Mayor Bill de Blasio and the New York City Council have made no secret of their desire to expand the reach and protections offered by the New York City Human Rights Law (“NYCHRL”). This year saw the expansion of these protections, such as bans on using, or even inquiring about, individuals’ credit and criminal background information in many employment decisions. Given this flurry of recent added protections, one would expect there would be no new regulatory hurdles for employers ushered in as the year winds down. However, the New York City Commission on Human Rights (“the Commission”) decided to provide one last surprise, issuing new enforcement guidelines under the NYCHRL as we say goodbye to 2015. Entitled Legal Enforcement Guidance on Discrimination on the Basis of Gender Identity or Expression, these new guidelines set forth various forms of conduct by employers (as well as landlords and businesses in general) that the Commission finds to be discriminatory based upon gender, gender identity, and/or transgender status.
As most employers in New York City are aware, existing law prohibits employers from terminating, refusing to hire or promote, or setting different terms of employment because of an individual’s actual or perceived status as a transgender person. This new guidance, however, targets less obvious forms of harassment and discrimination based on gender, gender identity, and/or transgender status, which now also run afoul of the law, including: (i) refusing to use a transgender employee’s favored name, pronoun and/or prefix; (ii) prohibiting a transgender employee from using a single-sex bathroom or locker room, even if inconsistent with their biological sex; (iii) imposing uniform or grooming standards based on an employee’s biological sex or gender; and/or (iv) considering an employee’s actual or perceived transgender status in employee benefits or when evaluating a request for accommodation. For example, health benefits and leave must be extended on a non-discriminatory basis for transition-related care and/or gender-affirming care. For many employers, particularly in the restaurant and hospitality industries, the new limitations on uniform and grooming standards will come as a shock. Frequently uniform and grooming codes in the restaurant and hospitality industries will specify “neckties required for men” or “earrings allowed for women only,” which now appear to be verboten.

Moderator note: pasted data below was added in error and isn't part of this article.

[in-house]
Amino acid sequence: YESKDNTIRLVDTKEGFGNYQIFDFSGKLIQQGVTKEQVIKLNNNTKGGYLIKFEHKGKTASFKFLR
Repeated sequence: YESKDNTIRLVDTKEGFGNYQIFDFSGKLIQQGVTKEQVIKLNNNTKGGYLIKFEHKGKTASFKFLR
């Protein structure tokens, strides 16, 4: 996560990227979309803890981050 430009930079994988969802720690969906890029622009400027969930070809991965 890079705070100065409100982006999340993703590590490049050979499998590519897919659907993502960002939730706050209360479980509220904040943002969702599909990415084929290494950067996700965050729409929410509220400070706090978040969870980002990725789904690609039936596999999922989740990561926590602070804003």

It is critically important for employers to review their employment policies immediately (or at least once the champagne has worn off tomorrow) to ensure compliance with the Commission’s new guidance. You definitely don’t want to risk the draconian penalties, i.e. up to $250,000 where such conduct is found willful, wanton and/or malicious. If you have any questions regarding the Commission’s new guidance, please reach out to an attorney in Fox Rothschild’s labor and employment department to assist you. With that, and most importantly, a happy and healthy New Year to you and your loved ones.